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No-deal Brexit will not be sweet for food prices, Corbyn warns shoppers

The Labour leader bought some honey as he met locals at a market in Scarborough.

(Nigel Roddis/PA)
(Nigel Roddis/PA)

Jeremy Corbyn bought some local Yorkshire honey as he warned shoppers in Scarborough about the impact a “catastrophic” no-deal Brexit could have on their household bills.

The Labour leader snapped up the £4.95 jar at the town’s Public Market Hall on Friday before explaining how his party will do “everything” to take no deal off the table.

Mr Corbyn was speaking after a study by the University of Sussex suggested a deal-less departure from the European Union could cause family food bills to rise by £220 a year.

“A no-deal Brexit would mean a rapid rise in food prices, it would mean probably a loss of tourists from Europe coming,” he said.

“It would mean a massive impact on the manufacturing industry all across the North of England, because the manufacturing industries mainly supply to Europe. Tariffs will come in, therefore that market will go.”

PM Boris Johnson has made a declaration to leave by October 31, regardless of whether he can secure a new deal with Brussels.

As part of preparations for no deal, Chancellor Sajid Javid on Thursday announced a £2.1 billion funding package, including £1.1 billion committed to plans to leave on Halloween and £1 billion held in reserve.

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Jeremy Corbyn meets shoppers in Scarborough (Nigel Roddis/PA)

Asked what his party would do to stop a no-deal exit, Mr Corbyn said: “We will do everything to take no deal off the table.

“If no deal goes through Parliament, which I doubt, but if it did go through Parliament, we would insist on a referendum between no deal and Remain, in which case we would support Remain.

“We will vote against no deal in Parliament, and we will, at the appropriate moment, table a motion of no confidence in the Government.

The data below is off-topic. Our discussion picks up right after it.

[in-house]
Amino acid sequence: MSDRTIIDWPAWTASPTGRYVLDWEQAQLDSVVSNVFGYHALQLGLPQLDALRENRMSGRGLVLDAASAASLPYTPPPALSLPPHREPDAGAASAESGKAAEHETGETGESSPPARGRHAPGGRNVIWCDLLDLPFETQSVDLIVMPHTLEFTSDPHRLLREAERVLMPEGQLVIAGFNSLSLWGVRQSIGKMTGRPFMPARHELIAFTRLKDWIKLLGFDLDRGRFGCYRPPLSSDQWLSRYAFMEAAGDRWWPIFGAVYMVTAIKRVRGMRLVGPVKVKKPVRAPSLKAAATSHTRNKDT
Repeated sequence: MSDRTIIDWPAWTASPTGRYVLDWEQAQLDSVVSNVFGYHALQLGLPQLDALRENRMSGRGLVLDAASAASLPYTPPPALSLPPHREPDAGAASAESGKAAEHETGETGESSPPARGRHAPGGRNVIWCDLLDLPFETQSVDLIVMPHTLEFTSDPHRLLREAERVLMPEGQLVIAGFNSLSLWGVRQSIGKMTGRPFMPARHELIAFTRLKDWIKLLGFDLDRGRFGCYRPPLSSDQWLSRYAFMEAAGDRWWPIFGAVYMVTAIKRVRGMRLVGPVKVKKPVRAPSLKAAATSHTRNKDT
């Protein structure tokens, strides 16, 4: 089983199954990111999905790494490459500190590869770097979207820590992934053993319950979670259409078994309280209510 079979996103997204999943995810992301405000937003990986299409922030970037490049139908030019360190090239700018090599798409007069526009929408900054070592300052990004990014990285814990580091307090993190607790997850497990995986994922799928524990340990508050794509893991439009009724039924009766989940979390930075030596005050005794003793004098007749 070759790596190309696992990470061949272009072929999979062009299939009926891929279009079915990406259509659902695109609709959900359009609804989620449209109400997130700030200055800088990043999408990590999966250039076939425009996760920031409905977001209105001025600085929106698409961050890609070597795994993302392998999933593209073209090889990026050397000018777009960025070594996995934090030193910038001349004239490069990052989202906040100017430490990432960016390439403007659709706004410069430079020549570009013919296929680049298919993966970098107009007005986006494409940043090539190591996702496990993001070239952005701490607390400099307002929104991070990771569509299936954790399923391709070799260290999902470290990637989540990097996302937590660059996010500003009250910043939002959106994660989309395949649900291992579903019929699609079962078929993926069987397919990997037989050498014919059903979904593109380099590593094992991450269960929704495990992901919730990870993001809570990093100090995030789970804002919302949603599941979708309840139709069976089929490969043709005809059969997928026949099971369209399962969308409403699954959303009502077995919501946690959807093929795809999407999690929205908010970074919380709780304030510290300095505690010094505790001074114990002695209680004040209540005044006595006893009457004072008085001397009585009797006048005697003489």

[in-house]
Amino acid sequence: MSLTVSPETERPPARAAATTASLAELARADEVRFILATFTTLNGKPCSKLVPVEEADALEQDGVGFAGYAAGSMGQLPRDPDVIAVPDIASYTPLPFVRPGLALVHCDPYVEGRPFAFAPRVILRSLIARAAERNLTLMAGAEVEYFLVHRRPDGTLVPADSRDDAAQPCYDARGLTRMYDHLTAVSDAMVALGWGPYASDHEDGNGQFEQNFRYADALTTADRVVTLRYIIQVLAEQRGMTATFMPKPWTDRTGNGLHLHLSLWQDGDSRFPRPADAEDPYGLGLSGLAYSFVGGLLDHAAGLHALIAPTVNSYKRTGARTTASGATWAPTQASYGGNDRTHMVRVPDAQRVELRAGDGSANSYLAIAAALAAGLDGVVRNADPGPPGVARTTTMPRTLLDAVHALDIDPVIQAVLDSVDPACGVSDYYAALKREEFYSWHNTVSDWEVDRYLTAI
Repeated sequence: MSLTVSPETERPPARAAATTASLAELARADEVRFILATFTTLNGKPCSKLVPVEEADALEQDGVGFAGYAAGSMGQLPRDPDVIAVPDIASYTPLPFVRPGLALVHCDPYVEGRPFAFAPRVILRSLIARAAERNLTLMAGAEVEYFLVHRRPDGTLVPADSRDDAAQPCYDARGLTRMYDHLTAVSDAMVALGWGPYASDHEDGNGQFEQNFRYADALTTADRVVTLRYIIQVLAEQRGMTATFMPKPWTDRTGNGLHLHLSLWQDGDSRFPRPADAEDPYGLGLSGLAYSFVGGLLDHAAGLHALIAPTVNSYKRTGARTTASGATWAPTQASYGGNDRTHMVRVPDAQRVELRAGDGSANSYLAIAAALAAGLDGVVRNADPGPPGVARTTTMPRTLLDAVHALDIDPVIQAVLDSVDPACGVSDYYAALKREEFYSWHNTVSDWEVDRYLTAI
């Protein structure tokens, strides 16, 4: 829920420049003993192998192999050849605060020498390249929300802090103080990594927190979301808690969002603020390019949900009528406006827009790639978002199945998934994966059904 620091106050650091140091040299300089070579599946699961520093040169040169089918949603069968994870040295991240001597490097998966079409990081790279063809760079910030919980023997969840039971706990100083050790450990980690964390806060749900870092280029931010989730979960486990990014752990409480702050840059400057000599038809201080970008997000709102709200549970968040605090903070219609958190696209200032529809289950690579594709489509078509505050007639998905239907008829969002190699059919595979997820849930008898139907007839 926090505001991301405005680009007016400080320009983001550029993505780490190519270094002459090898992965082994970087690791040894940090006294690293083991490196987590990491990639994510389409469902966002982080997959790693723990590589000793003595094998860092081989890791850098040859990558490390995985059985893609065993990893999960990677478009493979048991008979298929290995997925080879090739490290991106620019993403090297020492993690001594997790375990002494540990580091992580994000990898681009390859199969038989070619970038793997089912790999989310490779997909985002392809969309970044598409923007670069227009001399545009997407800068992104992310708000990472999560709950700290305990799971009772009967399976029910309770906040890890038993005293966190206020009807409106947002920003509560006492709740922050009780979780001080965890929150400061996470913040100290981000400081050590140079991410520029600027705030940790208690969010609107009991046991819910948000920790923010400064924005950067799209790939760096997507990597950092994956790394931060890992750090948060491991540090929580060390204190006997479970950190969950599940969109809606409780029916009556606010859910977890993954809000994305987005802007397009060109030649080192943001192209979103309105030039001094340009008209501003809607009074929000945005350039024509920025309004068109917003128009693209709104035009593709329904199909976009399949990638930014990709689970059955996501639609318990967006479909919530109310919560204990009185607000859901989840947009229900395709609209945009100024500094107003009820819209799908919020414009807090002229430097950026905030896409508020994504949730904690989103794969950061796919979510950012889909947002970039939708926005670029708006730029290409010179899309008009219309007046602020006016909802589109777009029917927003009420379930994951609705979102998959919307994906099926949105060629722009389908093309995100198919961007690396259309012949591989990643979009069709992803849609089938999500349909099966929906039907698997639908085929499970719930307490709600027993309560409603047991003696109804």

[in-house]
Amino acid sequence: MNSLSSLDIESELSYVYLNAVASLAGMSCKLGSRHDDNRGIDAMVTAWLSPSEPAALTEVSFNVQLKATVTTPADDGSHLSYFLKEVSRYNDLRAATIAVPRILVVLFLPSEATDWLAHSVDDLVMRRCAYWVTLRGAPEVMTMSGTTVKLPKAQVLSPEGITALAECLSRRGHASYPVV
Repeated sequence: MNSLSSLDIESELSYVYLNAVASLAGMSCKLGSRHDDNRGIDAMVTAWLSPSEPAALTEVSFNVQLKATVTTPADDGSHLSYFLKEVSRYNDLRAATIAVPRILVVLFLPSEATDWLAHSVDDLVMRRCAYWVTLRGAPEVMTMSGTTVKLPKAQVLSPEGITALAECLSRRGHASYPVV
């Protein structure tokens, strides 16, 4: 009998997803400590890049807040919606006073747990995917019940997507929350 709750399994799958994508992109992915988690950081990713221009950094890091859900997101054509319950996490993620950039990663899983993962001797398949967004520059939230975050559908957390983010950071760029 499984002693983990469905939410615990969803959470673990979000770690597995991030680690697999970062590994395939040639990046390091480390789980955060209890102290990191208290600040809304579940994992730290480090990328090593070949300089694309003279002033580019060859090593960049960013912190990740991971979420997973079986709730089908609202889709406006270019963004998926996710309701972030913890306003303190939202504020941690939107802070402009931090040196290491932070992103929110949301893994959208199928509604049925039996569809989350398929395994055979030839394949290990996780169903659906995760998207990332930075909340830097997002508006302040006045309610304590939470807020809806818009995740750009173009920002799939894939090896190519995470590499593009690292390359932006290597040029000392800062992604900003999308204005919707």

“We have no confidence in their ability to deliver anything, but particularly a no-deal Brexit which I think would be catastrophic for this country.”

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Jeremy Corbyn enjoys the Public Market Hall (Nigel Roddis/PA)

It was put to the Labour leader that many Leave supporters might see a rise in food costs as a reasonable price to pay for leaving the EU.

He responded: “Well, I just say to them to think very carefully about that, because it’s not just food prices that will go up, it’s also other imported goods.

“If there is a deal done with the United States then the price will be high – the price will be ‘America first’, the price will be access to our health service by American healthcare companies, and it will be deregulation of our working conditions and our consumer rights.”

Discussing Labour’s performance in the Brecon and Radnorshire by-election, where the party finished fourth, Mr Corbyn said he was “disappointed”.

“The Liberal Democrats won it after doing a deal with Plaid Cymru and the Greens,” he said.

“I think that a lot of voters were determined to get rid of the Conservatives and they voted accordingly. So we were squeezed, but it’s a place we have not held for a very long time. The area has changed a bit.”

During his visit to Scarborough, Mr Corbyn met several shoppers, including one mother who told him she was struggling “to make ends meet”.

The Labour leader told reporters: “Her problems are low wages, but the other problem she has is social care, which she told me about.

“The issues of the lack of social care availability, and the very high cost of it, mean people having to sell property in order just to put somebody through social care.

“That’s not right, we need a social care system which guarantees social care for all.”

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